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The Mythos of Mythology 
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Post The Mythos of Mythology
The Resurrection

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Did Jesus rise from the dead? From a scientific point of view, the answer is no. From a Christian point of view, yes. From a philosophical point of view, it may not matter. From a mythological point of view, the truth is embedded in the truth.

Once an animal is dead, it cannot be brought back to life. We know that. My wife died in 2008, and I could not put life back to her body. If my beloved cat dies, it's over; she cannot be brought back to life.

However, asked to believe that Jesus, after being tortured to death in one of the most the hideous ways devised by man--crucifixion--arose from his tomb and walked among people for several days, ate fish, caused a huge fish harvest and appeared to his disciples in the upper room where he celebrated his last supper with them hours before, is impossible for me unless I can see it as myth. Come on! How else could the story be acceptable to us?

Biblical scholars divide about the resurrection. Some, like Gary Habermas, PhD, a professor at Liberty University, Lynchburg, VA, who is a renowned expert of The Resurrection of Jesus, believes that The Resurrection is a fact of history and further notes that no resurrection of gods took place before Jesus' return to life. Perhaps, he is correct as far as resurrections in Greek mythology and Middle Eastern myth, but resurrections were many in religions throughout the world.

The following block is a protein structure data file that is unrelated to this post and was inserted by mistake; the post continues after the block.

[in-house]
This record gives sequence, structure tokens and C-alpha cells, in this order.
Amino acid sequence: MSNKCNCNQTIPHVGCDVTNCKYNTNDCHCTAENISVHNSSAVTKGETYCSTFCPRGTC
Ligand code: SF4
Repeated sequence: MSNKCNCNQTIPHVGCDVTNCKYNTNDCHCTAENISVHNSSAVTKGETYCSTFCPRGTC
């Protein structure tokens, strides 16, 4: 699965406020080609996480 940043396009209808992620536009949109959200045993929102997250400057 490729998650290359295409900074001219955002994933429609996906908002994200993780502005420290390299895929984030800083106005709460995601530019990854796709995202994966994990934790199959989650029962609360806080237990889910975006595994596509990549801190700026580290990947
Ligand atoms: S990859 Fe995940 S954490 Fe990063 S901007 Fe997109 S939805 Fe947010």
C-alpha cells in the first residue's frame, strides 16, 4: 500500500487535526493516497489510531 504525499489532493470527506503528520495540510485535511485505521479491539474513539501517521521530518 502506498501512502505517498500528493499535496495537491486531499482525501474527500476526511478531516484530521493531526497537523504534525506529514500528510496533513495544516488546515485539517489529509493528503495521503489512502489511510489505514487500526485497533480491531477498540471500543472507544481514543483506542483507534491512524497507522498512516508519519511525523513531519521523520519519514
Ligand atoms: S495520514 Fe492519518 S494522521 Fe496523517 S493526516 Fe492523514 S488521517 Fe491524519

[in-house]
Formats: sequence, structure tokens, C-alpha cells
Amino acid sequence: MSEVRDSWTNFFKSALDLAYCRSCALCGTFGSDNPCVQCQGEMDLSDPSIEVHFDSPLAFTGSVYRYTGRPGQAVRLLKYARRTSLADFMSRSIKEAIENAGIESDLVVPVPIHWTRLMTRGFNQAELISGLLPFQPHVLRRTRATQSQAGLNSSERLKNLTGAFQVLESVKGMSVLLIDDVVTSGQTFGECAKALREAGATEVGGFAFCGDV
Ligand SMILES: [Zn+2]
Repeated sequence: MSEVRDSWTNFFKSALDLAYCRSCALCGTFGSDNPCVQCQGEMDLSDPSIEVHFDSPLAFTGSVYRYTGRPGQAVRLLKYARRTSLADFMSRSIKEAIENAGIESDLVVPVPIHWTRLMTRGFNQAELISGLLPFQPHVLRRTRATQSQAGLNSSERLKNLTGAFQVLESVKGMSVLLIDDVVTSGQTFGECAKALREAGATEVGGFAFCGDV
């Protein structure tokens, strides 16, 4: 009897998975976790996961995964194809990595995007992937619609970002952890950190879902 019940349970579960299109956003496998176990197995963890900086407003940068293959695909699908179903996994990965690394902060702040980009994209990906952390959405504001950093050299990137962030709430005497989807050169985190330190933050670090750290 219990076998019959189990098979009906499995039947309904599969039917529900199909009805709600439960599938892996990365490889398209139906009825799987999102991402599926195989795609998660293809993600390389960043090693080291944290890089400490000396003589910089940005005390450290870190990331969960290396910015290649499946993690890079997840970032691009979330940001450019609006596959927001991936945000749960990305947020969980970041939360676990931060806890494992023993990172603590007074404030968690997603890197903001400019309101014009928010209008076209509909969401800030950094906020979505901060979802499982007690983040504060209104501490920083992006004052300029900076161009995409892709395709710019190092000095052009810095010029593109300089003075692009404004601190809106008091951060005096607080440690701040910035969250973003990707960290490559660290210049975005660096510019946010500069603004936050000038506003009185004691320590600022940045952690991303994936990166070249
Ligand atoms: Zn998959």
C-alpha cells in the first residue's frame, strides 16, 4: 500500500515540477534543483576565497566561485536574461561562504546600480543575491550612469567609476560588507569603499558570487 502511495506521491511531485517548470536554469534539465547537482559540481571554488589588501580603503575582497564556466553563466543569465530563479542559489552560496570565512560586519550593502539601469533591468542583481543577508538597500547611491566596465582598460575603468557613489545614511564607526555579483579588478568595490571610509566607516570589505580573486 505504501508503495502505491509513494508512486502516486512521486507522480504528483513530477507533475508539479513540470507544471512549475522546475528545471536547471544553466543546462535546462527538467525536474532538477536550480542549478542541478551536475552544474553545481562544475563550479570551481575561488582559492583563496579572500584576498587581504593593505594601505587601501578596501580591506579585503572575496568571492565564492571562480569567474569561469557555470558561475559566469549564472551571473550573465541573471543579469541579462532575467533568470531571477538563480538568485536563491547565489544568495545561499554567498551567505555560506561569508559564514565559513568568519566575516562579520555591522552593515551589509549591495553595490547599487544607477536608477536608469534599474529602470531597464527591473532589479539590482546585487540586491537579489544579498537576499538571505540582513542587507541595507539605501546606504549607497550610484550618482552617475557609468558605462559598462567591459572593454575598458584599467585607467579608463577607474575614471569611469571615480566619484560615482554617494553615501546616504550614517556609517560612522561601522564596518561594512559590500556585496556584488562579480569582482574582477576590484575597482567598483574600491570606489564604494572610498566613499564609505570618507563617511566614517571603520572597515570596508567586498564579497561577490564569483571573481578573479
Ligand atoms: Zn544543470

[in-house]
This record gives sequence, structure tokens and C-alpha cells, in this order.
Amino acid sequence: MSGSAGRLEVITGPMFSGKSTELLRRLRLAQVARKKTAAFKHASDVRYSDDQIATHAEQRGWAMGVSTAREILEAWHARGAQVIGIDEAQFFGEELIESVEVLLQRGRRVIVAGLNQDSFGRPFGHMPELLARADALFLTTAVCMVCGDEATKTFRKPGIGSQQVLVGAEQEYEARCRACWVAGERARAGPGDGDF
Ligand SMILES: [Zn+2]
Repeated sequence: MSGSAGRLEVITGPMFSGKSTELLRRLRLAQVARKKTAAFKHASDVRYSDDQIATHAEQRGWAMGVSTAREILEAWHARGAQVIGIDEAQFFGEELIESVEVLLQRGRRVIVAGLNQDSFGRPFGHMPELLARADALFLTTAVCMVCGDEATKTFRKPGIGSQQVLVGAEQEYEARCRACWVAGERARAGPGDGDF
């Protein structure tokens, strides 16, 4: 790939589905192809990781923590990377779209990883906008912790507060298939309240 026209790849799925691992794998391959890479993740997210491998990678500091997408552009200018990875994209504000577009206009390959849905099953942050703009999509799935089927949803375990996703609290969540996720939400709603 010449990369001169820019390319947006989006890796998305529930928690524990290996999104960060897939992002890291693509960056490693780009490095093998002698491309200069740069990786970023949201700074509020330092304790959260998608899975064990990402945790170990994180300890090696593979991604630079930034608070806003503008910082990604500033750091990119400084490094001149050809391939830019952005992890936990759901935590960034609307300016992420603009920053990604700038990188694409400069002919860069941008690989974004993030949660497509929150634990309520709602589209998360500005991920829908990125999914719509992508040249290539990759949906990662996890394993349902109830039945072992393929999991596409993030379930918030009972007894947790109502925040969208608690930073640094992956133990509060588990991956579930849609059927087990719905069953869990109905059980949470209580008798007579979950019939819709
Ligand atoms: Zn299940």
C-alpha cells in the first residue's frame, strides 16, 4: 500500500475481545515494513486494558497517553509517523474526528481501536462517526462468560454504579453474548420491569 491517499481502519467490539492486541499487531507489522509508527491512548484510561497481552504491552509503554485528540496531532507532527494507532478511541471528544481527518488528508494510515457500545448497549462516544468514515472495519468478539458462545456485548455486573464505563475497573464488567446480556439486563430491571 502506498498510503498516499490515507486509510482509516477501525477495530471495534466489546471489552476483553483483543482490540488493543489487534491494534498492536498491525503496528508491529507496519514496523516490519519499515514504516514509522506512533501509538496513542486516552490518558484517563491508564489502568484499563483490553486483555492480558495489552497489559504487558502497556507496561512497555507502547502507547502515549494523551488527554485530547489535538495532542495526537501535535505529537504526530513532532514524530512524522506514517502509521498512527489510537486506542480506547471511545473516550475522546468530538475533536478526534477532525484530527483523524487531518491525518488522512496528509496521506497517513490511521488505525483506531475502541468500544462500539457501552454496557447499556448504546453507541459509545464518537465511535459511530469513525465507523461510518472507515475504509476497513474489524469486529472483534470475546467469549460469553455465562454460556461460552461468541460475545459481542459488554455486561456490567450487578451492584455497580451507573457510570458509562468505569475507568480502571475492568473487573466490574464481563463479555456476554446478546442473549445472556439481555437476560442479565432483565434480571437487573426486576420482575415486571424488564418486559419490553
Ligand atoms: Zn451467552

The term "dying god", discussed in the works of James Frazer, Jane Ellen Harrison, and their fellow Cambridge Ritualists, is important here. In their seminal works The Golden Bough and Prolegomena to the Study of Greek Religion, Frazer and Harrison argued that "all myths are echoes of rituals, and that all rituals have as their primordial purpose manipulation of natural phenomena by means of sympathetic magic." Consequently, the rape and return of Persephone, the rending and repair of Osiris, the travails and triumph of Baldr, derive from primitive rites intended to renew fertility, withered land and crops. (Wikipedia, [i]Dying God[/i], [url=http://[url]en.wikipedia.org/wiki/Dying_god[/url]

The Swiss psychoanalyst Carl Jung argued that archetypal processes such as death and resurrection were part of the "trans-personal symbolism" of the collective unconscious, and could be used in the task of psychological integration. Jung's argument, combined with those of the Cambridge Ritualists, were developed by Károly Kerényi and Joseph Campbell. (Wikipedia, [i]Dying God[/i], [url=http://[url]en.wikipedia.org/wiki/Dying_god[/url]

So, is Jesus' Resurrection simply a myth tied to a fertility rite or an archetype from Jung's theory of the Collective Unconscious? Fact is, I think, no one knows. Evidence cannot point to its historicity, but evidence can show that it is, indeed, a myth created to show a human truth or perhaps an allegory of the life and death of the sun (son).

Here's Joseph Campbell: